- inner work determines outer work: one of my goals for this academic year is to increase and strengthen my personal devotional life or, as others have put it, to improve on my spiritual practices. As I have dipped my toe into this and, having spent more time in reading scripture, prayer, and quiet meditation, I am finding that there is more clarity in my decision making and more calmness in my execution. This has not been easy for me, so I am thankful for the advice of one of my Board members who reminded me to not make this another "law" I have to follow but to extend myself grace when I forget or do not spend the needed time each day. I look forward to see how this increases over time and shapes the way I lead.
- team is everything: more than ever, I have experienced a great team this year, working with five other people who are moving in the same direction and supporting each other along the way. This team did not come about easy, not was it perfectly formed the first day. We have done the hard work needed to become a great team and know that we can never let down our guard, lest we slip back into bad habits and retreat back into our silos. I have learned to never take having a great team for granted AND to never settle for anything less than a great team.
- decision making never gets easier: having been in a leadership role for many years, and having thought about and written about leadership for many years, it is still difficult and gut-wrenching to make those hard decisions that impact people and organizations. Having done the inner work and having a great team with which to do the work helps to provide the support necessary when making these decisions, but they are never easy. As an organization grows and changes, the decisions that leaders make become more complex and can have consequences far beyond what one can imagine. Perhaps this is why leaders (especially those who are founding leaders) get stuck after the first few major changes and decisions.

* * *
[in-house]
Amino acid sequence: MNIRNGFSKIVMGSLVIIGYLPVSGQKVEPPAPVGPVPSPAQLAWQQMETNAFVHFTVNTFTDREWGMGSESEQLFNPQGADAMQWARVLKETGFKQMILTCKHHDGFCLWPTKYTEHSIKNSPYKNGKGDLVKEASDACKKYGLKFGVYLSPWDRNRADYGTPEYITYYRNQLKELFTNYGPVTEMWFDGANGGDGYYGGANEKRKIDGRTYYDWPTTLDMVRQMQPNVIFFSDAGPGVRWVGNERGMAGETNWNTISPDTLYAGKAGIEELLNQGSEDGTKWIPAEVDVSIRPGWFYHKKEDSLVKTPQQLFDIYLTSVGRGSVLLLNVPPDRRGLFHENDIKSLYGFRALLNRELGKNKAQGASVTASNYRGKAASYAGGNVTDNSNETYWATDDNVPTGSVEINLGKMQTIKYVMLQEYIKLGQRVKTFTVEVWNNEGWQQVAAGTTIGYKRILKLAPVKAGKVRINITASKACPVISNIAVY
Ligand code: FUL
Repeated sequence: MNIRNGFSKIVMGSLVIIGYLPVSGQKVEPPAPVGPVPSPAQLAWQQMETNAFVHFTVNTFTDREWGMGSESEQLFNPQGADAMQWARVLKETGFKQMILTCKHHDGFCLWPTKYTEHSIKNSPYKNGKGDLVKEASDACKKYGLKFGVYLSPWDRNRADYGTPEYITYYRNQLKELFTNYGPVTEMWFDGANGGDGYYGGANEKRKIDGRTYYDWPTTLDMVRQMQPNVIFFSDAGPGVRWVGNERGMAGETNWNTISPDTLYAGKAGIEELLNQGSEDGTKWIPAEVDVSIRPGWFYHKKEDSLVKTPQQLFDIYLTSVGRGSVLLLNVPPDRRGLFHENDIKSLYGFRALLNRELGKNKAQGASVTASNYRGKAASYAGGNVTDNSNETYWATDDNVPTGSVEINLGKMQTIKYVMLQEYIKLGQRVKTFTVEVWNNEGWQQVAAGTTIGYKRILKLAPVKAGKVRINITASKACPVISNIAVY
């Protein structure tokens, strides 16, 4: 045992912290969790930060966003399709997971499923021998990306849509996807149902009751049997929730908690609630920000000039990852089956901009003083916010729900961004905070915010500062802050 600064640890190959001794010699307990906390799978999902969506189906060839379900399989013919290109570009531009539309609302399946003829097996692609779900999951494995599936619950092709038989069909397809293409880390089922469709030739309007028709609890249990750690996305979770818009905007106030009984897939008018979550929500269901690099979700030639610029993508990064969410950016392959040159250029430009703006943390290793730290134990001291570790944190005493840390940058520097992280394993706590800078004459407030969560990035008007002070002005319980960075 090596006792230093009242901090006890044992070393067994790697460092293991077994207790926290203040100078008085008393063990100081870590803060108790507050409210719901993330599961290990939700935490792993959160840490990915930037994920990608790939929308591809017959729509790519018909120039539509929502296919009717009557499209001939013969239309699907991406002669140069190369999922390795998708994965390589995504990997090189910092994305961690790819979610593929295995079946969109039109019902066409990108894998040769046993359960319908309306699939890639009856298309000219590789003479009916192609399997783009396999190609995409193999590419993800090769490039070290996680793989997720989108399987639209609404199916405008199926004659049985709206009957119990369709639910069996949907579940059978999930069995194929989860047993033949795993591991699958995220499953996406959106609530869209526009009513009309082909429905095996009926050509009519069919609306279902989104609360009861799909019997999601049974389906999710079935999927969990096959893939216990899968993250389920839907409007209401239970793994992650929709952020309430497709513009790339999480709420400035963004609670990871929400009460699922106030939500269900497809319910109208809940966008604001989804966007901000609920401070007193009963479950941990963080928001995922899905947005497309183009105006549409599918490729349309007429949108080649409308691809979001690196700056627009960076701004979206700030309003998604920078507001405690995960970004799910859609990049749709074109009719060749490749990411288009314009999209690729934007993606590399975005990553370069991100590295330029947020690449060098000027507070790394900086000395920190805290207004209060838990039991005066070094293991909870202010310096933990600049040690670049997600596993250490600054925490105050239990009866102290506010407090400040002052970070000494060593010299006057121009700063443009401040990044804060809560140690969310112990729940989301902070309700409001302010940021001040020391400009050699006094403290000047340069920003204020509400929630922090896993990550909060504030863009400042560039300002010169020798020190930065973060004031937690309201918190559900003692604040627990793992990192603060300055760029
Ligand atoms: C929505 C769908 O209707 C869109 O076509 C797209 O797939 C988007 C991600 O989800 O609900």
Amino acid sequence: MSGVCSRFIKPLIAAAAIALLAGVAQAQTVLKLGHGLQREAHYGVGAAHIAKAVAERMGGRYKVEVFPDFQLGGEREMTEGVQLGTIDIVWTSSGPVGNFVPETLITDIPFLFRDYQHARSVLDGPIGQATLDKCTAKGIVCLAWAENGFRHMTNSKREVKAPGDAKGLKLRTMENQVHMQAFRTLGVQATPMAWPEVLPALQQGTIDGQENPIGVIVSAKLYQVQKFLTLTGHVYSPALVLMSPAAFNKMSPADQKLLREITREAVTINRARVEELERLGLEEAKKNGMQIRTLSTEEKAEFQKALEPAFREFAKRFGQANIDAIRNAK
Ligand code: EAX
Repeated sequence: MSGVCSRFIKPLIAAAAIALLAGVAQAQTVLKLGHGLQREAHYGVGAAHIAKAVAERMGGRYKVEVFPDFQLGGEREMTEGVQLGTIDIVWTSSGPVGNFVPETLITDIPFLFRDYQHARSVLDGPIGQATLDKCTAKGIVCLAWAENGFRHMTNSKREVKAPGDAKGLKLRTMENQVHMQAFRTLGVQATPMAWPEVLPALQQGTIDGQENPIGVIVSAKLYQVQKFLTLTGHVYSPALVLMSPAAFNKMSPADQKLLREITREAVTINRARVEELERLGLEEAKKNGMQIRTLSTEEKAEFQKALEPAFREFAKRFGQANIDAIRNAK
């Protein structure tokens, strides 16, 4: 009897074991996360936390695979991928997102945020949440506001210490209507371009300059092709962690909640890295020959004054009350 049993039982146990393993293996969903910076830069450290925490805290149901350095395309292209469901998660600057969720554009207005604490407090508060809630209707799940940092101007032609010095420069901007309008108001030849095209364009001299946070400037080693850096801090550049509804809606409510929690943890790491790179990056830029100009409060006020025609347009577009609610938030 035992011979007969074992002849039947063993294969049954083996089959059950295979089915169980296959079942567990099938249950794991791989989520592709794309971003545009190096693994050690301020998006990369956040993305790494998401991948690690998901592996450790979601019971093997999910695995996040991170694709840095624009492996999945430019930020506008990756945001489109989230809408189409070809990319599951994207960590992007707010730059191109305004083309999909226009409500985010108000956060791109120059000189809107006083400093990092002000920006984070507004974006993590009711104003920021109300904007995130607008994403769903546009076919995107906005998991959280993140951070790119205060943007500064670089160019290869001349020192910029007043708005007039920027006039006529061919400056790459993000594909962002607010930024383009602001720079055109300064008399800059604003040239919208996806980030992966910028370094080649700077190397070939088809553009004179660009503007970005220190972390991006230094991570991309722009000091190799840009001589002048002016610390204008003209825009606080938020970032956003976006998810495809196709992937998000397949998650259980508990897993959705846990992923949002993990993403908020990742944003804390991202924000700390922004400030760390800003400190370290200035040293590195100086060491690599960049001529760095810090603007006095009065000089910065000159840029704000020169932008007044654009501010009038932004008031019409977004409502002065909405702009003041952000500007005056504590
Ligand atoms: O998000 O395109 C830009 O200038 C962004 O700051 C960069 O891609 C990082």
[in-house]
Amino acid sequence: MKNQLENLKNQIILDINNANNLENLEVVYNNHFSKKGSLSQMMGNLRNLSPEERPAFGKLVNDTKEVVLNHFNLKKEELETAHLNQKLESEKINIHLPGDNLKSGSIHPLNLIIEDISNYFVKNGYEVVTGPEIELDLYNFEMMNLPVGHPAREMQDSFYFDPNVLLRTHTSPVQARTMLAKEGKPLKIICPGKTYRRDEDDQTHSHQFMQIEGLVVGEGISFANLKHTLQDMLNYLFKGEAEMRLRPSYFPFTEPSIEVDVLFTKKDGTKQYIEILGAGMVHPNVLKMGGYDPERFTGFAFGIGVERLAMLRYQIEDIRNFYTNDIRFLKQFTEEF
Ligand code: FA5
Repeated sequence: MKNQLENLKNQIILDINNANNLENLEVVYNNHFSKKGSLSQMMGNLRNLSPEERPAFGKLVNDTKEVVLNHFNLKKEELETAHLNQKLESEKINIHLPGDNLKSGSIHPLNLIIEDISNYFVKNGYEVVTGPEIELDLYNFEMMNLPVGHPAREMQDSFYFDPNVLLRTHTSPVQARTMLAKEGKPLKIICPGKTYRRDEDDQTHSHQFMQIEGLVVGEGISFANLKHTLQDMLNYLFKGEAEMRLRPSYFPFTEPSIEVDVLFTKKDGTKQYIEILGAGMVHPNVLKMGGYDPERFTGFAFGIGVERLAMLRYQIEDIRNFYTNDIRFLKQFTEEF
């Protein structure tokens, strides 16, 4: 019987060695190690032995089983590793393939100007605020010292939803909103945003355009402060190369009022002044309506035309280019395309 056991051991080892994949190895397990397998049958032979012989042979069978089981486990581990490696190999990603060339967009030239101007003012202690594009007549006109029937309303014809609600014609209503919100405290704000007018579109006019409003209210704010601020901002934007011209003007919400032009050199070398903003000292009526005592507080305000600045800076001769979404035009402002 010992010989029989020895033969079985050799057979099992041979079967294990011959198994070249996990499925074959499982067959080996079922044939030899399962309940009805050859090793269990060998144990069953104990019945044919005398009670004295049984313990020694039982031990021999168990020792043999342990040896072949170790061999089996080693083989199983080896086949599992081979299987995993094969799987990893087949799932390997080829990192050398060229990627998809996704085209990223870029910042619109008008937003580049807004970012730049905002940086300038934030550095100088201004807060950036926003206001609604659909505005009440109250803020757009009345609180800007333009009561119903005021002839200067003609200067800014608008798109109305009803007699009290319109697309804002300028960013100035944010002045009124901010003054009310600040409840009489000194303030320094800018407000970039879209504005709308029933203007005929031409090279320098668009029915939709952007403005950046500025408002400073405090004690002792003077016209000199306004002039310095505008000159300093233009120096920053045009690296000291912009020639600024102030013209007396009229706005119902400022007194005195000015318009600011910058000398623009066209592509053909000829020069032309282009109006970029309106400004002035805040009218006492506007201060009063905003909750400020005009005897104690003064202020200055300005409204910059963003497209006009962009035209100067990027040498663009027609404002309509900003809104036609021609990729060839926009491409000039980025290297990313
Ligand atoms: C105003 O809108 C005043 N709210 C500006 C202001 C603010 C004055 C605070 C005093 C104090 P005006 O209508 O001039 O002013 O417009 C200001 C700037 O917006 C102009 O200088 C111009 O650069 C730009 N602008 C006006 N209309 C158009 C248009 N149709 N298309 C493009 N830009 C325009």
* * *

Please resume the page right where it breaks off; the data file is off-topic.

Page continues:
- you are what you read: in her book A Poetry Handbook Mary Oliver notes that great poets begin to use the right words and sounds because they have read great poetry and writing over and over and over, giving them the ability to produce the right words and sounds through instinct (as well as the hard work they out into their writing). I believe this is also true of leadership - creating vision, building team, and making decisions are all a result of the years of experience one has put into their craft of leadership, and it often begins with what one reads. My reading list over this past year included more Shakespeare and poetry than ever before, as well as a number of more in-depth books on how to run a university.
- it's all about having the right people in place: as a corollary to "team is everything," this maxim is a reminder that leaders are always looking for (and pushing others in the organization to look for) the right people in the right seat on the bus (kudos to Jim Collins and his book Good to Great for ingraining this concept into all of our heads). As Collins puts it "first who, then what." This concept is very difficult for type A leaders to not only understand, but to enact in an ongoing manner. Leaders want to get things done and not worry about who will get those things done. Having the right people in place relieves the leader from having to worry about getting things done because the right people will have already done the right things.
That's my list of leadership lessons learned for 2017...next week I will look back at my top five books of 2017 and how they have shaped my thinking about leadership over the past year.